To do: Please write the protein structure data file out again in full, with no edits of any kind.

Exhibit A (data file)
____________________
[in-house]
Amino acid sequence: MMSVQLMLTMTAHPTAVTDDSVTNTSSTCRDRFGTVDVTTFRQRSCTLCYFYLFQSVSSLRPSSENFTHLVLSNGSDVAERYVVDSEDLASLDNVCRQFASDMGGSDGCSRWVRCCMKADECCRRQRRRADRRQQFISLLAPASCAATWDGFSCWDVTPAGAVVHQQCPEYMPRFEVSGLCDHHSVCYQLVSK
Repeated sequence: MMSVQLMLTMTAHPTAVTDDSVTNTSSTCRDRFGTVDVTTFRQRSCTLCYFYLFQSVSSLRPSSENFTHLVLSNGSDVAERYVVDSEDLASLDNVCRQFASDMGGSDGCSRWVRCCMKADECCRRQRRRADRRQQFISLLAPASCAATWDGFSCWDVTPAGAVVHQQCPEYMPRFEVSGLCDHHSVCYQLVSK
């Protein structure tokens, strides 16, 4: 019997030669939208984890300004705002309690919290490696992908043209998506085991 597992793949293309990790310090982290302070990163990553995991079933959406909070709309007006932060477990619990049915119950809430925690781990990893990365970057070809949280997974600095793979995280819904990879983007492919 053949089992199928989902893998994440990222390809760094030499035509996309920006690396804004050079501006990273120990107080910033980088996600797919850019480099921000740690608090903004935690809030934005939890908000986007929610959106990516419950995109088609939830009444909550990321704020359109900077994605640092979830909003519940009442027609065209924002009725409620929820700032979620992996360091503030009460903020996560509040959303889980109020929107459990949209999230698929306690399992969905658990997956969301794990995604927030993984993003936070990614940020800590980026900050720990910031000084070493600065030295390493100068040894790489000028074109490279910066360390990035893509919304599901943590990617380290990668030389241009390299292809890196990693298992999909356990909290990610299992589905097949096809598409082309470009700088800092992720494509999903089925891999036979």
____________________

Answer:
[in-house]
Amino acid sequence: MMSVQLMLTMTAHPTAVTDDSVTNTSSTCRDRFGTVDVTTFRQRSCTLCYFYLFQSVSSLRPSSENFTHLVLSNGSDVAERYVVDSEDLASLDNVCRQFASDMGGSDGCSRWVRCCMKADECCRRQRRRADRRQQFISLLAPASCAATWDGFSCWDVTPAGAVVHQQCPEYMPRFEVSGLCDHHSVCYQLVSK
Repeated sequence: MMSVQLMLTMTAHPTAVTDDSVTNTSSTCRDRFGTVDVTTFRQRSCTLCYFYLFQSVSSLRPSSENFTHLVLSNGSDVAERYVVDSEDLASLDNVCRQFASDMGGSDGCSRWVRCCMKADECCRRQRRRADRRQQFISLLAPASCAATWDGFSCWDVTPAGAVVHQQCPEYMPRFEVSGLCDHHSVCYQLVSK
């Protein structure tokens, strides 16, 4: 019997030669939208984890300004705002309690919290490696992908043209998506085991 597992793949293309990790310090982290302070990163990553995991079933959406909070709309007006932060477990619990049915119950809430925690781990990893990365970057070809949280997974600095793979995280819904990879983007492919 053949089992199928989902893998994440990222390809760094030499035509996309920006690396804004050079501006990273120990107080910033980088996600797919850019480099921000740690608090903004935690809030934005939890908000986007929610959106990516419950995109088609939830009444909550990321704020359109900077994605640092979830909003519940009442027609065209924002009725409620929820700032979620992996360091503030009460903020996560509040959303889980109020929107459990949209999230698929306690399992969905658990997956969301794990995604927030993984993003936070990614940020800590980026900050720990910031000084070493600065030295390493100068040894790489000028074109490279910066360390990035893509919304599901943590990617380290990668030389241009390299292809890196990693298992999909356990909290990610299992589905097949096809598409082309470009700088800092992720494509999903089925891999036979």